Fig 2. Functional distribution of deletion mutants that are highly sensitive to ZnONPs and AgNPs.

(A) Clustering of the 59 most sensitive deletion mutant strains to 1 mg/mL ZnONPs reveal that mutants lacking genes involved in membrane and transmembrane transport, ion homeostasis and transport, and cell organization of biogenesis encompass the significantly enriched groups. (B) Clustering of the 96 most sensitive deletion mutant strains to 0.095 mg/mL AgNPs indicate that mutants lacking genes involved in transcription, cellular respiration, and endocytosis and vesicular transport represent the significantly enriched groups.

3.3. Cell membrane disruption analyses in ZnONPs-treated yeast

GDA analysis identified a significant enrichment (19%, p-value ≤ 1.3x10-3) of ZnONPs-sensitive strains with deletions of genes involved in transmembrane and membrane transport/organization. These genes include PKR1, which codes for a V-type proton-translocating ATPase assembly factor involved in transport of protons across intracellular membranes of organelles, and ERG2 and ERG28, which code for proteins involved in biosynthesis of ergosterol, a sterol that has similar functions to cholesterol in animal cell membranes (e.g. membrane fluidity). Furthermore, there was an enrichment of mutants with deletions in genes involved in ion homeostasis (17%, p-value ≤ 7.9x10-6), such as FTR1 (codes for an ion transporter), GEF1 (involved in cation homeostasis), and SPF1 (mediates Ca2+ homeostasis). These results suggest that ZnONPs could disrupt intracellular processes, but most importantly impair the proper function of the cell membrane. Indeed, the ability of ZnONPs to disrupt the cell membrane in E. coli has been demonstrated previously and proposed as one of the antimicrobial mechanisms [51, 2].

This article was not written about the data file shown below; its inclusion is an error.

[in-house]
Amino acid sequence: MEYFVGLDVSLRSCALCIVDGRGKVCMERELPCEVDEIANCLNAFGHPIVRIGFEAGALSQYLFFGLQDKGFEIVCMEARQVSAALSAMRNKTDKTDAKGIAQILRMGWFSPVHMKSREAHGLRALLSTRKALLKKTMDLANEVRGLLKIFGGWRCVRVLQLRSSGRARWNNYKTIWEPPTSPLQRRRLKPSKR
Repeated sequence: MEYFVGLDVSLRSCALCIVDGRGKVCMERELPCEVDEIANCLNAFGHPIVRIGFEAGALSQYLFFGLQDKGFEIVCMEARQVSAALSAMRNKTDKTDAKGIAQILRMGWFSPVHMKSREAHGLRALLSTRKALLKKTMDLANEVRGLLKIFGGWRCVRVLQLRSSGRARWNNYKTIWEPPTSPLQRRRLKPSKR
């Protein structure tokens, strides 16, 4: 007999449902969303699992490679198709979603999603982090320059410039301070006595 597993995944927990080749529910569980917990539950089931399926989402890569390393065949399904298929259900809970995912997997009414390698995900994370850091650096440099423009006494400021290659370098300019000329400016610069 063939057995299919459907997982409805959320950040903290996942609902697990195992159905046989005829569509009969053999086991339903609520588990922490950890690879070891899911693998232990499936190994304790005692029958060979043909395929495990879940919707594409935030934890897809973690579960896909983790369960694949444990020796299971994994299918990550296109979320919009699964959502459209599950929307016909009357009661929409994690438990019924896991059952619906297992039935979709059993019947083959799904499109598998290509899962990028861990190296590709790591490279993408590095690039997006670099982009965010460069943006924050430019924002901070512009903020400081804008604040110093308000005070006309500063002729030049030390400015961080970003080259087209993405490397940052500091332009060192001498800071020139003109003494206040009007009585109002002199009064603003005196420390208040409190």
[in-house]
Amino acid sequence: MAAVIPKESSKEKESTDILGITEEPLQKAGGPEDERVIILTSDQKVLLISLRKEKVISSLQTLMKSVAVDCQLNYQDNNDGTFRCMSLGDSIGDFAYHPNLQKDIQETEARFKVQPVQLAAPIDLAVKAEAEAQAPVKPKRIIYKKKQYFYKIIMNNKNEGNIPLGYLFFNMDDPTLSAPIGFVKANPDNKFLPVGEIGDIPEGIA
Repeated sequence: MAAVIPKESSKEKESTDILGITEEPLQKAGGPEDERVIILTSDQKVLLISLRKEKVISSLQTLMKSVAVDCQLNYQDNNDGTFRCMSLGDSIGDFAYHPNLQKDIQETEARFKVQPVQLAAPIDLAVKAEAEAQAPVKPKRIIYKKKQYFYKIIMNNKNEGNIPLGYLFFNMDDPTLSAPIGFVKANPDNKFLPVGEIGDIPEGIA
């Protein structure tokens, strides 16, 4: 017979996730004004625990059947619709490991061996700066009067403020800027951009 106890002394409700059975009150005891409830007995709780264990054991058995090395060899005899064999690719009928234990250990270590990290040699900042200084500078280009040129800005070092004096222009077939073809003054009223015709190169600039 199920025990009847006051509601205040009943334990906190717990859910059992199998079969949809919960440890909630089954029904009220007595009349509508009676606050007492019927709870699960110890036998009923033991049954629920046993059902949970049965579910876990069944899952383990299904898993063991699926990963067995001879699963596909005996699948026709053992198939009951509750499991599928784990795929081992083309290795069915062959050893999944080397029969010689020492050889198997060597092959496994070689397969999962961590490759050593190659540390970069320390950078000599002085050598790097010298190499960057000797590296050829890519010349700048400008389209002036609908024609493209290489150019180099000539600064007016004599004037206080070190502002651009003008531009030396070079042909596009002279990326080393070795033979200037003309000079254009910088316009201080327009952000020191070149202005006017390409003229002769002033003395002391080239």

The effects of ZnONPs on the cell membrane were investigated using several approaches. There was a dose-dependent increase in fluorescence signal after treatment of carboxyfluorescein-containing liposomes with ZnONPs (0.03–0.2 mg/mL), such that treatment with the highest concentration resulted in 24% leakage (Fig 3A). The influence of ZnONPs on liposomes may be attributed to the release of Zn2+ ions that alter liposome conformation by an electrostatic interaction and modify permeability [52]. There was also a dose-dependent increase in the percentage of trypan blue stained cells observed upon treatment with ZnONPs (Fig 3B), which provides further evidence that ZnONPs disrupt the cell membrane resulting in either increased uptake or decreased efflux of trypan blue.

Fig 3. Cell membrane disruption by ZnONPs.

(A) Carboxyfluorescein leakage from liposomes that were exposed to various concentrations of ZnONPs for 30 min. (B) Trypan blue exclusion assay in yeast cells following a 2 h exposure to various concentrations of ZnONPs. Mean ± SEM are presented (n ≥ 3). Significant differences are indicated with letters. (C) Membrane depolarization analysis in yeast cells that were subjected to: 0.01 mM citric acid (negative control), 20 μM CCCP (carbonyl cyanide 3-chlorophenylhydrazone; positive control), and 1 mg/mL ZnONPs. The histograms show the number (Count, Y-axis) of yeast cells in a sample with depolarized membranes (FL2-H interval = 104–105) and cells at resting potential (FL2-H = 102–104).